By James Tasamba
KIGALI, Rwanda (AA) - Rwanda’s tour operators are looking to domestic tourists to loosen the strain caused by the coronavirus pandemic.
Rwanda generated $498 million in tourism revenues in 2019, but the coronavirus lockdown grounded those activities.
After registering the first coronavirus case in March, Rwanda swiftly banned tourism and hospitality activities.
The G-Step Tour Company was one of the leading tour operators in the country before the pandemic.
But in the ensuing months business has been tough with canceled trips and no visitors, Andrew Gatera, company owner told Anadolu Agency.
“Business was hit; from almost the end of last December most of our tour vehicles were parked. Until June when tourism activities resumed our tour vehicles had last gone to the park with tourists in February,” he said. “Business was abnormally low as tourists were no longer flying in. Business dwindled to about 10% of what we used to work.”
- Domestic tourism raises optimism
Gatera regained optimism in June when the Rwanda Development Board (RDB), the country’s tourism regulator, announced reopening of activities to domestic tourists and visitors traveling by charter flights -- before the government reopened airports to commercial flights in August.
The agency encouraged Rwandans to visit main tourist attractions, introducing special packages for groups, families and companies on products for domestic tourists visiting volcanoes and Nyungwe National Parks.
In the same month, RDB slashed gorilla permits from $1,500 uniform price to $200 for Rwandans and East African Community nationals residing in Rwanda, and $500 for foreign residents as part of promotional efforts to encourage domestic tourists.
“The domestic tourism promotion was particularly important and its impact was felt as local residents showed enthusiasm in touring. Groups of locals travelled to national parks such as Akagera and Nyungwe National Parks. And the sectors players were busy, it was really a positive,” said Gatera.
Previously, Gatera’s customers were mainly foreign tourists.
Although business was not the same as before the pandemic, Gatera said with the domestic tourism promotion he received several bookings.
- Domestic tourists hailed
In a message marking Rwanda’s annual gorilla naming ceremony Thursday, President Paul Kagame expressed appreciation for domestic tourists.
“We were pleased to see so many Rwandan families and residents of Rwanda take the opportunity to enjoy domestic tourism. I hope this will continue, even as our guests from abroad travel here to discover our country’s attractions,” he said.
At least 24 baby gorillas were named in a virtual ceremony because of the COVID-19 pandemic.
Rwanda Development Board chief executive Clare Akamanzi urged domestic tourists to take advantage of special packages to visit the main tourist attractions.
She said the government put in place different programs to help the sector recover from the pandemic.
Besides its capacity to create jobs and reduce poverty, experts believe the sector presents immense opportunities for all-inclusive growth.
Rwanda has created a conducive environment for tourism to flourish through infrastructure development by relaxing tourism visas and marketing itself as a tourism destination.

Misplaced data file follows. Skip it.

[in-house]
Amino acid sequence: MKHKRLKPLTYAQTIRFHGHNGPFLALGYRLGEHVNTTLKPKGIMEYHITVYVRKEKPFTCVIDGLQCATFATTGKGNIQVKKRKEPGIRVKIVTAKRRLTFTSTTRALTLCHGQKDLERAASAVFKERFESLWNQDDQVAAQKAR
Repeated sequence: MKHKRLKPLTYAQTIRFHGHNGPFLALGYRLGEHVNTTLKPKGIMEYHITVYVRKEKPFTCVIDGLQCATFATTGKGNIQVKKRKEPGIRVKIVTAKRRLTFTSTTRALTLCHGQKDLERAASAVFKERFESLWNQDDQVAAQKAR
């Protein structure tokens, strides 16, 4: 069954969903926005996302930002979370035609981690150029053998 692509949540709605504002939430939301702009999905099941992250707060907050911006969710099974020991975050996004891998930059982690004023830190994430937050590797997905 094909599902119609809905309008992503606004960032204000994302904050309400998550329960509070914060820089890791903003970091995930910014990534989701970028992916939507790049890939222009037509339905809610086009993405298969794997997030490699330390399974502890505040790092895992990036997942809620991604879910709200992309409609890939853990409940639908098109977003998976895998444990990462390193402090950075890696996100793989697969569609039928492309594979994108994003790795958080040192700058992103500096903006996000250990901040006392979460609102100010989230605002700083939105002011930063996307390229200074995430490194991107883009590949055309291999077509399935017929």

- COVID remains an obstacle
A brief rise in business in the months after tourism resumption has been dented by the same obstacle-- coronavirus tests, according to Gatera.
The interest of domestic tourists dwindled recently after the government abolished free COVID-19 testing for those intending to tour, he said.
Everyone wanting to tour has to foot their own test at a cost of $50.
In addition, curfews also spelled a doom to domestic tourism, according to Gatera.
Rwanda maintains a curfew from 9 p.m. to 5.a.m. local time.
Curfew hours were initially from 7 p.m before it was revised to 9 p.m.
“The COVID-19 restrictions and domestic tourism promotion were kind of clashing,” said Gatera.
- Lessons learned
Gatera said in terms of working, the pandemic has changed the mindsets of tourism operators.
“In a positive way actually, we have learned that the domestic market is as important as the international market. We had to go back to the drawing board to start innovating, introducing a few packages and developing our online booking system. So we are trying to use different strategies to attract travelers on the local market,” he said.
He said companies have introduced online tour agents who can promote tourism and get paid on a commission basis.
According to Oscar Kimanuka, a Rwanda-based analyst, domestic tourism can be used to stabilize cyclical and seasonal flows of inbound tourists.
When developed in a meaningful way, domestic tourism can sustainably complement international tourism with year-round tourism economic growth and development, he says.
Rwanda lost $10 million, or 10% of estimated revenues in 2020, after about 20 conferences scheduled between March and April were cancelled, according to official figures.
Revenues from foreign visitors dropped 35% in the first quarter compared to the same period last year.
In July, the Rwanda Convention Bureau announced the resumption of meetings and conferences in an attempt to revive tourism and hospitality sectors and key foreign exchange contributors.
According to the World Travel and Tourism Council, domestic tourism is a key driver of the tourism sector globally.
In recent years, the Rwanda Development Board launched a campaign dubbed, “Tembera u Rwanda,” to encourage Rwandans and foreign residents to explore the country.